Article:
Salmon cannons? Thanks to an inventive pneumatic cannon, salmon may soon repopulate the Upper Columbia River in the Pacific Northwest. The river’s salmon population has plummeted, largely because hydroelectric dams prevent the fish from reaching cool waters upstream where they can spawn. Enter the Whooshh fish passage system. Salmon swim into a flexible tube that propels them up and over a dam and on to spawning habitat. An in-tube scanner even differentiates between species and sorts out invasives, such as the northern pike, to ensure the Upper Columbia remains quality salmon habitat. The manufacturers say it could revolutionize salmon recovery.
Hop along. In July, a long-running episode involving the endangered dusky gopher frog (see Summer 2018 issue) came to a close. A consent decree removed 1,500 acres of Edward Poitevent’s property from a critical habitat designation made by the U.S. Fish and Wildlife Service in 2011. The designation generated plenty of controversy but did nothing to promote conservation, and the agency had always conceded that the area lacked certain crucial elements of the longleaf-pine ecosystem the frog requires. “Once I was told that my family’s land had been declared a habitat for a frog that disappeared from the land more than 50 years ago, I knew that justice would ultimately prevail,” said Poitevent
Insure reefs, protect coastlines. Coral reefs play a critical role in reducing the damage to coastlines from destructive storms. To protect its coasts, the community of Quintana Roo has taken creative steps to conserve the Mesoamerican Reef in Mexico. In partnership with the state government, local hotel owners, and The Nature Conservancy, the Coastal Zone Management Trust purchased an insurance policy that covers a 160-kilometer stretch of coastline critical to Mexico’s tourism industry. If a strong enough hurricane lands along the stretch of coastline—one with wind speeds of more than 100 knots—a payout will be issued to the trust to fund repairs and restore the reef. The scheme demonstrates a new frontier for market-based approaches to conservation.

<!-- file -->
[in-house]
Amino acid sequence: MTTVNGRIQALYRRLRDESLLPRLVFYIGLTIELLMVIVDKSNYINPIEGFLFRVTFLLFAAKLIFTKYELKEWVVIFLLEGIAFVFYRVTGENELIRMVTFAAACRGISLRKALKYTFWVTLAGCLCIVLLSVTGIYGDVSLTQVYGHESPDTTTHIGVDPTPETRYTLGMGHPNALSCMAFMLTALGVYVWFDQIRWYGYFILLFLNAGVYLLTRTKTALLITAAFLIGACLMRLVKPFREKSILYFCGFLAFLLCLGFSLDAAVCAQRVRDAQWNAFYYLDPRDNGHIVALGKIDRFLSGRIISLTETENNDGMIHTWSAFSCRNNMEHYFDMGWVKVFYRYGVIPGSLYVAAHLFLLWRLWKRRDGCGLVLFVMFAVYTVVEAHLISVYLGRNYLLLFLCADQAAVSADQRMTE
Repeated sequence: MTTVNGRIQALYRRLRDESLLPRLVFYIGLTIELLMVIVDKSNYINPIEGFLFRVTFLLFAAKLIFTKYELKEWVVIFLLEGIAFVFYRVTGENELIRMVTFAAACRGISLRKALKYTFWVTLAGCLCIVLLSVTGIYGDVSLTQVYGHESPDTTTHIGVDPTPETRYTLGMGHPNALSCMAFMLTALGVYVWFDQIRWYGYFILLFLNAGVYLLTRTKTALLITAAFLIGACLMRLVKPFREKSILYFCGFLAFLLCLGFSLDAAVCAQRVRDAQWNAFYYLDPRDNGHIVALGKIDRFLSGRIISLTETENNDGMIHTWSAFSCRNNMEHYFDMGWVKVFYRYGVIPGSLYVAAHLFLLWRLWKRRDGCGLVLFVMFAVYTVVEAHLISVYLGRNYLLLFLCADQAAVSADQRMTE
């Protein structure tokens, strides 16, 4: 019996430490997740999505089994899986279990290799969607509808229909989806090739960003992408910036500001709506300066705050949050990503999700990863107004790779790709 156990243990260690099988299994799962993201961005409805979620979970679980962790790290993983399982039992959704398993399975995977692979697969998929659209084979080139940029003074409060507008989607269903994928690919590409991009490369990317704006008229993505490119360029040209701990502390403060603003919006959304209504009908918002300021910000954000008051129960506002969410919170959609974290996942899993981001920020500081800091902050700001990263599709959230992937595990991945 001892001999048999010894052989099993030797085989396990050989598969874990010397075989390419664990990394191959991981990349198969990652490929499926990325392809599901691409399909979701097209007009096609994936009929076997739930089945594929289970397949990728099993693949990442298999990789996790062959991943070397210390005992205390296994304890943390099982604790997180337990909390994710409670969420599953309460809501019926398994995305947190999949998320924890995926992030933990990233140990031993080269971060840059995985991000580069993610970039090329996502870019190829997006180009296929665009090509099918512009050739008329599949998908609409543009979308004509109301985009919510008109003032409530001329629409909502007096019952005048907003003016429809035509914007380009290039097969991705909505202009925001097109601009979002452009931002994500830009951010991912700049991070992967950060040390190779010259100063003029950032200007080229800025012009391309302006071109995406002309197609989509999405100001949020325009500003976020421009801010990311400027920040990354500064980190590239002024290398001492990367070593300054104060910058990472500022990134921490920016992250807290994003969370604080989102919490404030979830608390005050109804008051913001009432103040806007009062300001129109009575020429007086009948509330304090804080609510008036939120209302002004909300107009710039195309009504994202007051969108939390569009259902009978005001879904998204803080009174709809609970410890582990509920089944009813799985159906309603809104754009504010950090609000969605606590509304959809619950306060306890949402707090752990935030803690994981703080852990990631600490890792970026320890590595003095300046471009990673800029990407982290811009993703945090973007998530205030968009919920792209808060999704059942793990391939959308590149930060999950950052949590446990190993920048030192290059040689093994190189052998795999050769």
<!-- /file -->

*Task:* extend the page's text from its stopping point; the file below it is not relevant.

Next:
Smelter strife. In October, PERC and Pacific Legal Foundation filed an amicus brief with the U.S. Supreme Court urging it to protect property owners’ rights to avoid pollution. Atlantic Richfield Company owns a copper smelter near Opportunity, Montana, that contaminated surrounding areas with toxic metals for nearly a century. Local landowners say the company must return their properties to their pre-smelter status. Atlantic Richfield argues that it has satisfied federal cleanup requirements and, therefore, is not required to do more. The case, which will be argued before the nation’s highest court in December, highlights why holding polluters liable for damage done to others’ property is crucial for discouraging harmful pollution.
Telling the truth about trophy hunting. In July, PERC research fellow Catherine Semcer testified before the U.S. House Natural Resources Committee on the CECIL Act, proposed legislation that would ban imports of African hunting trophies. Semcer’s testimony highlighted how economic incentives created by trophy hunting have not only driven the recovery of elephants, rhinos, and other wildlife in southern Africa but also provide critical funding for anti-poaching programs. Following her testimony, Semcer joined 132 other researchers in publishing an open letter in Science arguing that attempts to end trophy hunting, like the CECIL Act, will undermine efforts to conserve biodiversity.
Beepocalypse no. In 2006, beekeepers began reporting higher-than-normal hive losses over the winter. The phenomenon was given a name—colony collapse disorder (CCD)—and many predicted disaster. Now, more than a decade later, there’s been no “beepocalypse.” U.S. honeybee colonies are at their highest level since 1993, and a new study by PERC senior fellows Wally Thurman and Randy Rucker and entomologist Michael Burgett finds that CCD has had almost no discernible economic effects. The researchers attribute their findings to a largely overlooked factor: “the ability of well-functioning markets to adapt quickly to environmental shocks and to mitigate their potential negative impacts.”
Stewarding giants. Save the Redwoods League recently announced plans to purchase the largest private sequoia forest in the world for $15 million. The conservation group described the 530-acre tract as “the most consequential giant sequoia conservation project of our lifetime.” Several hundred of the massive trees grace the land, which has been owned by the Rouch family since World War II. The family logged and milled pine, fir, and cedar from the property for decades, all the while conserving the towering sequoias, many of which are more than six feet in diameter. “We’ve used the land,” Mike Rouch told The Mercury News. “But we have tried to take the best care of it that we can.”
Giving kites a launch. As bioGraphic recently reported, managers of privately owned timberlands have emerged as unlikely allies for swallow-tailed kites. The incredible raptors migrate 5,000 miles between Brazil and their breeding grounds in the southeastern United States, but much of their historical habitat has been converted or developed for human use. When breeding and rearing chicks, the kites need a patchwork of trees of varying ages and heights—a landscape mimicked by sustainable timber harvests—to provide nesting, roosting, and foraging habitat. Thanks largely to good forest management by private timber companies in the South, swallow-tailed kite numbers are rebounding.